Nazi doctors did more than conduct bizarre experiments on concentration-camp inmates; they supervised the entire process of medical mass murder, from selecting those who were to be exterminated to disposing of corpses. Lifton (The Broken Connection; The Life of the Self shows that this medically supervised killing was done in the name of "healing," as part of a racist program to cleanse the Aryan body politic. After the German eugenics campaign of the 1920s for forced sterilization of the "unfit,"it was but one step to "euthanasia," which in the Nazi context meant systematic murder of Jews. Building on interviews with former Nazi physicians and their prisoners, Lifton presents a disturbing portrait of careerists who killed to overcome feelings of powerlessness. He includes a chapter on Josef Mengele and one on Eduard Wirths, the "kind," "decent" doctor (as some inmates described him) who set up the Auschwitz death machinery. Lifton also psychoanalyzes the German people, scarred by the devastation of World War I and mystically seeking regeneration. This profound study ranks with the most insightful books on the Holocaust.
Born in Warsaw in 1927, Dov Freiberg spent his early childhood years in Warsaw and Lodz in the enveloping embrace of his family. One of the few survivors of the Sobibor death campand a veteran of the famous illegal immigrant vessel Exodus, he has lived in Israel since 1948, fought in the 1948 Israeli War of Independence, the 1967 Six-Day War and the 1973 Yom Kippur War. He dedicated his life to the memory of the victims of the Holocaust and testified in the Eichmann trial in Jerusalem, as in several other high-profile Nazi war crimes trials. He lectures regularly for students, soldiers and educational institutions. To Survive Sobibor (1988) is Dov Freiberg's first book to be translated into English. His other books are : A Journey To The Past With Dekel Shibolim (1993), A Man as Any Other(1996) and Two Worlds (2001).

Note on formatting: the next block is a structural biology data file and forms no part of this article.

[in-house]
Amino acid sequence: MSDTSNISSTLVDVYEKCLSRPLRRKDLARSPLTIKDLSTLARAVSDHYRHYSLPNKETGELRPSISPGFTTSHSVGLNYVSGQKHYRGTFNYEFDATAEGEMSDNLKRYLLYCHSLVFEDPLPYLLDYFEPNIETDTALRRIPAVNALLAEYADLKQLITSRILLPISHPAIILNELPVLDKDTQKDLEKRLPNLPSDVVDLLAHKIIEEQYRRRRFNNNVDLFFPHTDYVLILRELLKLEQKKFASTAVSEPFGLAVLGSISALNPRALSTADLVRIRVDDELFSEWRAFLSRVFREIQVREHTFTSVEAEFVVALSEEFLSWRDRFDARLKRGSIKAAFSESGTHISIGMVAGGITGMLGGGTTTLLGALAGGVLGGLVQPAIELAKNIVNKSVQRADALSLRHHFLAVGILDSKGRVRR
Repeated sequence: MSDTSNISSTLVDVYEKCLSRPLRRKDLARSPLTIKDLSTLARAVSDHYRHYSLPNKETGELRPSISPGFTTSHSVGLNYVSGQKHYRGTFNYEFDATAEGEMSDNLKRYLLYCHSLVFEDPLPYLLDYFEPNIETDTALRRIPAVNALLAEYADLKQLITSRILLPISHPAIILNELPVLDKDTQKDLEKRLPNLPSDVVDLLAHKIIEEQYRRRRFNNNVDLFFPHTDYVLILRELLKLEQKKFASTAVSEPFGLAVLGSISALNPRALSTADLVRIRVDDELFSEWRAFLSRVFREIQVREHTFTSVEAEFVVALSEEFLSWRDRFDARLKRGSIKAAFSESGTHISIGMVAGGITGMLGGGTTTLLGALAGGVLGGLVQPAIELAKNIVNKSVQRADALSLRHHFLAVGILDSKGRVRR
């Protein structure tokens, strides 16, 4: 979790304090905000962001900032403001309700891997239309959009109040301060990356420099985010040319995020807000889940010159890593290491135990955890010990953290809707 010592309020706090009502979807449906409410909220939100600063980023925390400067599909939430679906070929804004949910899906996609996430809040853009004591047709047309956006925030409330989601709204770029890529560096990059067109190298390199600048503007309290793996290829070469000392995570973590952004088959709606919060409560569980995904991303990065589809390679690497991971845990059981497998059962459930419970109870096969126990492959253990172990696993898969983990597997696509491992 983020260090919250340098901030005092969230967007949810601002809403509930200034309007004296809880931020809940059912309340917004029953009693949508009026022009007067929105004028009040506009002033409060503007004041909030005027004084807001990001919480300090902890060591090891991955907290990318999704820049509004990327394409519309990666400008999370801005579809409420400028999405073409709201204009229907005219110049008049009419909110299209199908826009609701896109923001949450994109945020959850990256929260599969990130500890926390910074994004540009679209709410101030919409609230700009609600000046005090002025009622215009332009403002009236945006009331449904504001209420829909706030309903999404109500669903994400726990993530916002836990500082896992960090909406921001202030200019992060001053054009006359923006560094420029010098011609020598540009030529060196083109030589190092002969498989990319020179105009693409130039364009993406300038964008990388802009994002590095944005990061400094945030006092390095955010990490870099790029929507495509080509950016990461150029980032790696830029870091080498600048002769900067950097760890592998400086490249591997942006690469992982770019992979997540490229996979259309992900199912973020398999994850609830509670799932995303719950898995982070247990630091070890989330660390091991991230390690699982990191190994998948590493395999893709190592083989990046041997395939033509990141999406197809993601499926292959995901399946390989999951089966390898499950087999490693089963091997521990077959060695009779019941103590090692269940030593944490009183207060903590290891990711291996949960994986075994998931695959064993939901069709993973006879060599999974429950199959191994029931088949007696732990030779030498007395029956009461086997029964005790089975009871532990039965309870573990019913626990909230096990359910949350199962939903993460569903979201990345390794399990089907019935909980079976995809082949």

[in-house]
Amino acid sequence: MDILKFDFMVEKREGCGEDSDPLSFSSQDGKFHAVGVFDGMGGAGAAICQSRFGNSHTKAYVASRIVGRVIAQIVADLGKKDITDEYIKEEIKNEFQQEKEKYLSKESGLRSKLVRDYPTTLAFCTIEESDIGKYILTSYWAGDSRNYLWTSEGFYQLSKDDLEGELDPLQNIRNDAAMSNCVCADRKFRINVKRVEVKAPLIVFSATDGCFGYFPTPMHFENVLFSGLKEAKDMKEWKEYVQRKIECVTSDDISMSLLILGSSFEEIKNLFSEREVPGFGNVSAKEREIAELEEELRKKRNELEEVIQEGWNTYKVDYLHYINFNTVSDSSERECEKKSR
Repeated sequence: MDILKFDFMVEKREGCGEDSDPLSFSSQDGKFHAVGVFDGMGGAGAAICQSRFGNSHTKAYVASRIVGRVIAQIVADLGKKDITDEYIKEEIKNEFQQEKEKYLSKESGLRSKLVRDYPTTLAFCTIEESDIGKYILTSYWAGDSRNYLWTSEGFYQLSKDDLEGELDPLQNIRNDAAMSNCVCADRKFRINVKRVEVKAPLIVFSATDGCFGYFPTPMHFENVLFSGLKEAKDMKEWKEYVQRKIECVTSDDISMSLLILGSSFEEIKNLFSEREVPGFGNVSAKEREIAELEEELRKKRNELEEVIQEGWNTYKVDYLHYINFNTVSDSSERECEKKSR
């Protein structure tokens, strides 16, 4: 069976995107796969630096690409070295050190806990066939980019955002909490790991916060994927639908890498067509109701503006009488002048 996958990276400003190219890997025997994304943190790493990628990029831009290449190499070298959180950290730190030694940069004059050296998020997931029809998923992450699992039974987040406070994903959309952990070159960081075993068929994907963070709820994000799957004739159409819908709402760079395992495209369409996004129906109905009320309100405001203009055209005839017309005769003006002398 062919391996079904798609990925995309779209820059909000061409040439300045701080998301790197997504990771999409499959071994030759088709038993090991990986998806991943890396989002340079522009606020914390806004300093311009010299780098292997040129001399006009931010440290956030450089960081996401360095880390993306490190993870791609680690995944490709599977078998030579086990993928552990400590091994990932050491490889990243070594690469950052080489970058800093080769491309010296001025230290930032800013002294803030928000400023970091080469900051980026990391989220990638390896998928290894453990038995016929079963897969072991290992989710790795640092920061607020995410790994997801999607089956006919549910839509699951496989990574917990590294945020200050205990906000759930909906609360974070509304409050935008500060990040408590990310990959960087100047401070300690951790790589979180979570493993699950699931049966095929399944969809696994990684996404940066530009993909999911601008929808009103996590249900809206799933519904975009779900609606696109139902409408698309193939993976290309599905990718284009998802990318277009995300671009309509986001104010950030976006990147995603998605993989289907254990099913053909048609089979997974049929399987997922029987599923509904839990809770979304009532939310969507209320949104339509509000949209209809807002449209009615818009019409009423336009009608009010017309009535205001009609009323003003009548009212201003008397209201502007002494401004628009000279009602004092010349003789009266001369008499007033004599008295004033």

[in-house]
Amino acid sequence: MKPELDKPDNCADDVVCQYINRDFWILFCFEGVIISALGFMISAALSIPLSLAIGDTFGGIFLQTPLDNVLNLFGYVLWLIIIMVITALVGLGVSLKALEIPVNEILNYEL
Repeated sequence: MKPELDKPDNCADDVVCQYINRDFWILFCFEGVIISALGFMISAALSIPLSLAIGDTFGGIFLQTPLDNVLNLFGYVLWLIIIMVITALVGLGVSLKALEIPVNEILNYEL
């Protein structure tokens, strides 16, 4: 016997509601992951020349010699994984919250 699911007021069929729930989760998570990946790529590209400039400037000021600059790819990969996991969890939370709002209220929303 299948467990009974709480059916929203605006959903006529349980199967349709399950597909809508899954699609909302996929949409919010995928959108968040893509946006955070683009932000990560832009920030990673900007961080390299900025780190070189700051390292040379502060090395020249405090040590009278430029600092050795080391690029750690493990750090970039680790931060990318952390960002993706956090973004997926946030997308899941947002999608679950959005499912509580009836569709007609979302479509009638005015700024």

Asperger was the director of the University Children's Clinic in Vienna, spending most of his professional life in Vienna and publishing largely in German. As a child, Asperger appeared to have exhibited some features of the very condition named after him, such as social remoteness and talent in language; photographs taken during his seminal work show that he had a frank and earnest face with an intense gaze. In 1944, Asperger described in the paper "'Autistic psychopathy' in childhood" four children in his practice who had difficulty in integrating themselves socially. Although their intelligence appeared normal, the children lacked nonverbal communication skills, failed to demonstrate empathy with their peers, and were physically clumsy. Their speaking was either disjointed or overly formal, and their all-absorbing interest in a single topic dominated their conversations. Asperger called the condition "autistic psychopathy" and described it as primarily marked by social isolation. Asperger called his young patients "little professors", and believed the individuals he described would be capable of exceptional achievement and original thought later in life. In a society governed by the Nazi eugenics policy of sterilizing and killing social deviants and the mentally handicapped, Asperger's paper passionately defended the value of autistic individuals, writing "We are convinced, then, that autistic people have their place in the organism of the social community. They fulfil their role well, perhaps better than anyone else could, and we are talking of people who as children had the greatest difficulties and caused untold worries to their care-givers."